Forward and Backward Intergenerational Goods: A Theory of Intergenerational Exchange

Antonio Rangel

NBER Working Paper No. 7518
Issued in February 2000
NBER Program(s):   AG   PE

This paper develops a theory of intergenerational exchange for generations that are either selfish or have non-dynastic altruism. The main building blocks of the theory are forward and backward intergenerational goods (FIGs and BIGs) and the relationship between them. A FIG is a transfer from present to future generations, like parental investments in education and the preservation of the environment. A BIG is a transfer from future to present generations, like pay-as -you-go social security or taking care of elderly parents. We show that there is a fundamental difference between BIGs and FIGs. BIGs generating a positive surplus are self-sustainable, but FIGs never are. However, even with selfish generations, optimal investment in future generations can take place if the equilibrium social norm links BIGs and FIGs. The tools developed here can be used to understand a wide class of intergenerational problems, from the political economy of environmental treaties to the economics of seniority institutions. Two applications are developed in the paper: (1) the political economy of intergenerational public expenditures, and (2) investment in children within the family.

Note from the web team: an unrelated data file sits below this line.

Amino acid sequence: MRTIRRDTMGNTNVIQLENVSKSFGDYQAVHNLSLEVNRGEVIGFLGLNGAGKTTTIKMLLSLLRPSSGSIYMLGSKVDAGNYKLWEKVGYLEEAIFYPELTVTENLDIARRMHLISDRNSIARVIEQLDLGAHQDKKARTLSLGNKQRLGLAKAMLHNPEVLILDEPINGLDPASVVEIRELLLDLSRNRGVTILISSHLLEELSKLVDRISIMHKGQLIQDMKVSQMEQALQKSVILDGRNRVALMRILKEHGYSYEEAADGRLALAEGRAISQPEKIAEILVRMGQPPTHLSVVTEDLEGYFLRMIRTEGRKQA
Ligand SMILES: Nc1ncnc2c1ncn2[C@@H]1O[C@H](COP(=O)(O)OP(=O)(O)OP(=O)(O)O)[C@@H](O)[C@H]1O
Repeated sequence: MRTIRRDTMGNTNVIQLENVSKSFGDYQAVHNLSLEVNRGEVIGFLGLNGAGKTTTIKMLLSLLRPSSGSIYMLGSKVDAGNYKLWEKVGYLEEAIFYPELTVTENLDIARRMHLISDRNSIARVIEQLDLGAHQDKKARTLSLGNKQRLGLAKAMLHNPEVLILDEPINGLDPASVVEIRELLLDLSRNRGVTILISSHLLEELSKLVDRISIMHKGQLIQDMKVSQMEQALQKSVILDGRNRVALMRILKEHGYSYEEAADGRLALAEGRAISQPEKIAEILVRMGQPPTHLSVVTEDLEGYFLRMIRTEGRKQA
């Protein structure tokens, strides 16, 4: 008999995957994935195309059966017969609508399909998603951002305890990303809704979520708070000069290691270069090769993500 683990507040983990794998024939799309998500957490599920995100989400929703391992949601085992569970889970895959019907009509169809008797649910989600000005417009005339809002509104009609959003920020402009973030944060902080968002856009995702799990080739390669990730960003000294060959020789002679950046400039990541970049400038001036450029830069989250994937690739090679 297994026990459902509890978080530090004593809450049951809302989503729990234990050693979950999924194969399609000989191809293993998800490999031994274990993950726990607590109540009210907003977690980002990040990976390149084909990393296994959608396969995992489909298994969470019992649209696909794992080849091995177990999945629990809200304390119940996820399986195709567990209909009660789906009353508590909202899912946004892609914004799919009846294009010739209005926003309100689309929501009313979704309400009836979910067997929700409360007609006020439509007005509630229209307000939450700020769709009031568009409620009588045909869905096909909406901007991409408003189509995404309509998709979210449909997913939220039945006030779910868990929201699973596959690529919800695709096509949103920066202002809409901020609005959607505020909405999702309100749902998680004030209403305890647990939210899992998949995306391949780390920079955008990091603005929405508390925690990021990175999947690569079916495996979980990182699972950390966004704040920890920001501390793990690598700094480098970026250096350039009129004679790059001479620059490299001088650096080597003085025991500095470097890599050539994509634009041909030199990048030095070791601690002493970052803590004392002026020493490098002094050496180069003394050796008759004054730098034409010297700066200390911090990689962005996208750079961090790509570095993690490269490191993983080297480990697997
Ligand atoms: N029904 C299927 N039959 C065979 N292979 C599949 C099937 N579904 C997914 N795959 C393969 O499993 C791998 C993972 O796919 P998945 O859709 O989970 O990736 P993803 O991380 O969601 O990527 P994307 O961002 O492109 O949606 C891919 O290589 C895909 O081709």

download in pdf format
   (3036 K)

email paper

The NBER Bulletin on Aging and Health provides summaries of publications like this.  You can sign up to receive the NBER Bulletin on Aging and Health by email.

Machine-readable bibliographic record - MARC, RIS, BibTeX

Document Object Identifier (DOI): 10.3386/w7518

Published: Rangel, Antonio. "Forward And Backward Intergenerational Goods: Why Is Social Security Good For The Environment?," American Economic Review, 2003, v93(3,Jun), 813-824.

Users who downloaded this paper also downloaded these:
Conley and Rangel w8394 Intergenerational Fiscal Constitutions: How to Protect Future Generations Using Land Taxes and Federalism
Rangel and Zeckhauser Can Market and Voting Institutions Generate Optimal Intergenerational Risk Sharing?
Mason, Lee, Tung, Lai, and Miller w12770 Population Aging and Intergenerational Transfers: Introducing Age into National Accounts
Rangel and Zeckhauser w6949 Can Market and Voting Institutions Generate Optimal Intergenerational Risk Sharing?
Guthrie, Orcutt, and Peabody Microanalytic Simulation of Household Behavior
NBER Videos

National Bureau of Economic Research, 1050 Massachusetts Ave., Cambridge, MA 02138; 617-868-3900; email:

Contact Us